The book: “One Nation Under Baseball: How the 1960s Collided with the National Pastime”
The author: John Florio and Ouisie Shapiro
The vital statistics: University of Nebraska Press, 256 pages, pages, $29.95, released April 1, 2017
Find it: At Amazon.com, at Barnes & Noble, at Powells.com, at Vromans, at the publishers’ website and at the authors’ website.
The pitch: With the right amount of perspective – it’s been a half-century now, as if we need to be reminded – the 1960s can be looked back on as a gloriously creative time in history, as well as a violently liberating period when the world changed from black-and-white TV to color and dragged everything, including the Vietnam War and the assassinations of our civil rights leaders right along with it.
We were born at the start of the decade (same year as the Los Angeles Angels, 1961) and are still shaped by how we exited it.
Discovering baseball in that period was all of the above. We had Little League coaches who were basically hippies, but pretty cool dudes (dads as well). We watched Dodgers-Giants games that were dripping in hatred based on the color of the jerseys instead of the players. We had just a Game of the Week on NBC and we lived with it, Curt Gowdy and all. We appreciated Ron Fairly as much as Jim Fregosi.
To go back to that time with these 21 chapters by Florio and Shapiro, who give that period a renewed framework without inserting their own opinions or going nostalgic in any sort of way, we come out with a better appreciation for how things went down. A very educated approach but also easy to consume and ponder about what happened and why, we can go back and submerge ourselves in things we may have misremembered a bit but now figure out how they were all interconnected in some non-psychedelic way.
“Over the course of a single decade, the national pastime had come of age. It now resembled the new America, one that had survived persistent upheaval,” they write. “The game wasn’t perfect. It wasn’t even close. But it finally reflected the country in which it was played.”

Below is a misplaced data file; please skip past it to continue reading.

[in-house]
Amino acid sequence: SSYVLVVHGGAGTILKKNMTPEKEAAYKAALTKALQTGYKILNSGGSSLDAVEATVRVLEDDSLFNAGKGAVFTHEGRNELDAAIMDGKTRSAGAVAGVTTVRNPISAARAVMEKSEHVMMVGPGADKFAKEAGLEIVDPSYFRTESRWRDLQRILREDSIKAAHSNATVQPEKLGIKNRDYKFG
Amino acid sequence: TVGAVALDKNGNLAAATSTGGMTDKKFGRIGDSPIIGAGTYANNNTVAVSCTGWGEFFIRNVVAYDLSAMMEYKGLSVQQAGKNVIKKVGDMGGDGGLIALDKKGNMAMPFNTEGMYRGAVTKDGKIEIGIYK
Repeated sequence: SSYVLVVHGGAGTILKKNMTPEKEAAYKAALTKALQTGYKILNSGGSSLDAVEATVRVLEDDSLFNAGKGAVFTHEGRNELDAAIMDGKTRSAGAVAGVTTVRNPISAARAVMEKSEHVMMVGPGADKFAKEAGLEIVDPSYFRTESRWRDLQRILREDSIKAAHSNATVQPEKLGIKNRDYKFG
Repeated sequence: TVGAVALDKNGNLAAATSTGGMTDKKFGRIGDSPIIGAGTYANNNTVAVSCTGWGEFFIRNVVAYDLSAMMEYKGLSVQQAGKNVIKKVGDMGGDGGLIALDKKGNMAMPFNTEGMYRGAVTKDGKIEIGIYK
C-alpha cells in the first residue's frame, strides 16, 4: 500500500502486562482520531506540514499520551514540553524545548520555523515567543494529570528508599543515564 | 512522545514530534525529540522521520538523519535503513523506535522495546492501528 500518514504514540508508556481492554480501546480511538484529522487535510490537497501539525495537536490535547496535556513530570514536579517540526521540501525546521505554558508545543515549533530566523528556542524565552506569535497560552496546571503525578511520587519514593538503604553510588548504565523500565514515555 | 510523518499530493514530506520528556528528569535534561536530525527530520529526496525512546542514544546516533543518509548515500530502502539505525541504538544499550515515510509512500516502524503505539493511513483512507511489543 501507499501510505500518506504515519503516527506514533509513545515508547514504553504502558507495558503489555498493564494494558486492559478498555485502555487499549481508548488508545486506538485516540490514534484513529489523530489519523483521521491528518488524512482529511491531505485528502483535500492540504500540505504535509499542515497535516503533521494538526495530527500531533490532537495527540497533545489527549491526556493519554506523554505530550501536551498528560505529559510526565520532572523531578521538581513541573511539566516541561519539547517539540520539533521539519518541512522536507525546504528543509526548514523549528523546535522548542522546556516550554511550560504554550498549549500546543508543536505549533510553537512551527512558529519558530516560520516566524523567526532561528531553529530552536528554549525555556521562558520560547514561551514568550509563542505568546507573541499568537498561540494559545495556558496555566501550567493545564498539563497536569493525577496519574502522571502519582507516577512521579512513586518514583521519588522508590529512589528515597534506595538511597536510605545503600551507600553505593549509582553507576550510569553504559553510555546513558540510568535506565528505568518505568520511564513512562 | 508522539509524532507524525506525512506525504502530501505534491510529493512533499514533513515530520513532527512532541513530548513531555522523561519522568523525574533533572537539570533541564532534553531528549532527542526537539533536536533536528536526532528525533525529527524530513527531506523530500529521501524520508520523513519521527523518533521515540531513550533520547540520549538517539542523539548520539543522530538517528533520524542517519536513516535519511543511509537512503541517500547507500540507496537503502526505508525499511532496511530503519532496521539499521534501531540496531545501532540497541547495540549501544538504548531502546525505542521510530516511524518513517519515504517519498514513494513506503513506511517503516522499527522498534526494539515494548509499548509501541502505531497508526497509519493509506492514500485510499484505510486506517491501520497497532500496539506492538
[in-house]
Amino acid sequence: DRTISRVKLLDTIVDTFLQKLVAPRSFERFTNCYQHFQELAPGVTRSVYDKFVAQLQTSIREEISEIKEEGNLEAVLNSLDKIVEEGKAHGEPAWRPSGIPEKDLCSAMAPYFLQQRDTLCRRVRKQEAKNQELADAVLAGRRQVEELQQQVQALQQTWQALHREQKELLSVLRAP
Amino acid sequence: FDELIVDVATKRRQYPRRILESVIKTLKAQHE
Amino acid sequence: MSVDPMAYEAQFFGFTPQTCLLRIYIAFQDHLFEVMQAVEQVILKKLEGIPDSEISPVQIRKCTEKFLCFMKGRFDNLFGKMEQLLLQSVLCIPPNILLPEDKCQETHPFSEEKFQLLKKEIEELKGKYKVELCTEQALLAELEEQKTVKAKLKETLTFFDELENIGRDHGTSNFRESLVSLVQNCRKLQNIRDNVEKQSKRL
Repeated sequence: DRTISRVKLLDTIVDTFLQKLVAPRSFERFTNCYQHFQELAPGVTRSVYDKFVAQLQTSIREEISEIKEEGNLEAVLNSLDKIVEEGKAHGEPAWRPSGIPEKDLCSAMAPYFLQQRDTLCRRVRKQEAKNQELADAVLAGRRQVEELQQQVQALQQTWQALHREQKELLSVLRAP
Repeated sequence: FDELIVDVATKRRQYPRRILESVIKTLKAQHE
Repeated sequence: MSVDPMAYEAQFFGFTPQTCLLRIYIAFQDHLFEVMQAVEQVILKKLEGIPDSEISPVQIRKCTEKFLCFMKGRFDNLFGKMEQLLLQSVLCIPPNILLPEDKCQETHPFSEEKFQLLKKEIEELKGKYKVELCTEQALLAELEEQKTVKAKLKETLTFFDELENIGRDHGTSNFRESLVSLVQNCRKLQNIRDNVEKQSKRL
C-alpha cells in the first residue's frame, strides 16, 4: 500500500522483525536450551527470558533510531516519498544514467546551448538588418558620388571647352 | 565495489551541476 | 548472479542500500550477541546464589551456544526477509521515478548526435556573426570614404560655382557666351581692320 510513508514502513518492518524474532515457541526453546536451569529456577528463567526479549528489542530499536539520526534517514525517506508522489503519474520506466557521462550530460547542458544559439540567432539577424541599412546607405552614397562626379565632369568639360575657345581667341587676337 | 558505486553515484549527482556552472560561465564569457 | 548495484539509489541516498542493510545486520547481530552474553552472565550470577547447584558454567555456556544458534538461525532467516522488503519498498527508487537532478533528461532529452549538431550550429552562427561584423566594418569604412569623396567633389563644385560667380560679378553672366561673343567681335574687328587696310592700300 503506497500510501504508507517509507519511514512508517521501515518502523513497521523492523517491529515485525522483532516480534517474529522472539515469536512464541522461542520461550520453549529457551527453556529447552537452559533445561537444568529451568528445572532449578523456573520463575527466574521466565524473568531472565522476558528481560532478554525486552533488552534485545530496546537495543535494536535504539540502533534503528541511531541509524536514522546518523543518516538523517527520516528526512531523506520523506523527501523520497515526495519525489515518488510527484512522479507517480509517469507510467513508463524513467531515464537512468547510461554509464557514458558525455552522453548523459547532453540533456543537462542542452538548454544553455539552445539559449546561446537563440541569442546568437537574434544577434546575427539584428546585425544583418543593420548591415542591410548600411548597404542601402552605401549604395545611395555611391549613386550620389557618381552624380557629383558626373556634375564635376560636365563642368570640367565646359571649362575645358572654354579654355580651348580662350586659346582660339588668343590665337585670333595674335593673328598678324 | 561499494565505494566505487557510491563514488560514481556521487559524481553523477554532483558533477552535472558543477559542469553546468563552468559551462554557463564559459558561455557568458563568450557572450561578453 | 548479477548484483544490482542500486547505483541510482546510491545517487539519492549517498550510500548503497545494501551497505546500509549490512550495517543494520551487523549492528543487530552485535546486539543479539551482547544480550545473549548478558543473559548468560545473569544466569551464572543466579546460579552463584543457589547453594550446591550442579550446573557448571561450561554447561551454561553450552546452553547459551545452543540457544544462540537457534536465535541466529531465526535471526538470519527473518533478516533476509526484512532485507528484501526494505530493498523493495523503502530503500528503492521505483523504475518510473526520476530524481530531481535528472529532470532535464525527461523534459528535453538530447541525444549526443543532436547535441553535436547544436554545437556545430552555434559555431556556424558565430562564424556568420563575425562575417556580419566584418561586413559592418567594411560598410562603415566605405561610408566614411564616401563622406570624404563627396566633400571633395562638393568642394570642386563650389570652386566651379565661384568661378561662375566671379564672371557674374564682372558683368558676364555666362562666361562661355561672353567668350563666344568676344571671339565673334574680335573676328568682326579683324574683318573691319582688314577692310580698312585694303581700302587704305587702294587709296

We know much about Jim Bouton and his journey with the book, “Ball Four,” which was written about the 1969 season and shook up the baseball world in 1970. Some in the media were down on it, like the L.A. Times’ John Hall, who suggested Bouton had “gone beyond the foul line in the matter of good taste a few times.” But the New York Times’ Robert Lipsyte praised it as “enlightening, hilarious and most important, unavailable anywhere else. They breathe a new life into a game choked by pontificating statisticians, image-conscious officials and scared ballplayers.” That gave Bouton a renewed energy as he was called into the office of Bowie Kuhn, then MLB commissioner, and forced to defend it. As it turned out, in Bouton’s interview for this book explains, Kuhn actually made the book a best-seller by virtue of him getting all bent out of shape about it. “He had just made Jim Bouton the most popular sportswriter in the country,” the authors sum up in up Chapter 20.
In Chapter 11, about the Sandy Koufax-Don Drysdale spring training holdout for a better contract, we see more clearly how Ginger Drysdale, Don’s wife at the time and interviewed for this project, suggested they hire an agent. She was a member of the Screen Actors Guild and didn’t understand why athletes wouldn’t use representation. It was Ginger who suggested: “Why don’t you just walk in there and hold out together?”
The agent they picked, J. William Hayes,knew about how California had a law that made it illegal to extend a personal services contract beyond seven years, the result of a 1944 lawsuit that Olivia de Havilland brought against Warner Brothers studios. Hayes began preparing a suit based on that finding – a law that interestingly came up recently as someone suggested as a way for the Angels’ Mike Trout to get out of his current contract should he decide he’d rather play with another team. When movie producer Mervin LeRoy tipped off Dodgers owner Walter O’Malley about the strategy, a deal was brokered instead.
Bouton, Lipsyte, Ginger Drysdale, Peter O’Malley, Fay Vincent, Bill White, Ron Sheldon, Tim McCarver and Andrew Young are among the 50 important interviews done between 2013 and 2015 to freshen up accounts culled from more than 400 reference materials in the bibliography.
We appreciate this collection of stories about the decade probably more than any other book done about these times, because of the fact there is more distance from it and it can now be framed in a more understanable context.
And again, because those were our “Wonder Years,” we always had wondered what really happened.
= A review from the New York Journal of Books
= A review from Kirkus Review at this link.
= Another book on the subject to check out: “Baseball on the Brink: The Crisis of 1968″ by William J. Ryczek, released March 24
= A recent piece for Tthe New Yorker magazine by Florio and Shapiro entitled “The Women Succeeding in a Men’s Professional Baseball League”